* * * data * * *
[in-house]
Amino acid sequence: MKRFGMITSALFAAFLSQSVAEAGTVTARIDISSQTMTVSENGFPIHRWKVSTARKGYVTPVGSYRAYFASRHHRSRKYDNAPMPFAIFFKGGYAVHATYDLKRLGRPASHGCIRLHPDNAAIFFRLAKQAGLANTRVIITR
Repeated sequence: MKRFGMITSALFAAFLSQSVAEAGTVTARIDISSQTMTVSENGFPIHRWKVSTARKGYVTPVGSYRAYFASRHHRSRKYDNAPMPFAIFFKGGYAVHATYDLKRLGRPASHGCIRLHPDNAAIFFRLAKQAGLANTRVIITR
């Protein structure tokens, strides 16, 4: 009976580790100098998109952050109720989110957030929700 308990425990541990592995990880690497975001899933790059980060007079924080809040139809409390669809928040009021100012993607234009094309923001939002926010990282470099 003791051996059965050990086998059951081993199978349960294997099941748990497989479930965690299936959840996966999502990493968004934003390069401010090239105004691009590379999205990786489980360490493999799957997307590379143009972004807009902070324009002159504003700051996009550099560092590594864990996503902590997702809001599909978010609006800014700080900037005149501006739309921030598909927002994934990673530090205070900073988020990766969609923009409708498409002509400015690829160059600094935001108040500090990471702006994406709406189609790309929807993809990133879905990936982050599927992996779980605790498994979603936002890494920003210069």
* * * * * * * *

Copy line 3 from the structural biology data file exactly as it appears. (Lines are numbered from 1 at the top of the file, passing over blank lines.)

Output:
Repeated sequence: MKRFGMITSALFAAFLSQSVAEAGTVTARIDISSQTMTVSENGFPIHRWKVSTARKGYVTPVGSYRAYFASRHHRSRKYDNAPMPFAIFFKGGYAVHATYDLKRLGRPASHGCIRLHPDNAAIFFRLAKQAGLANTRVIITR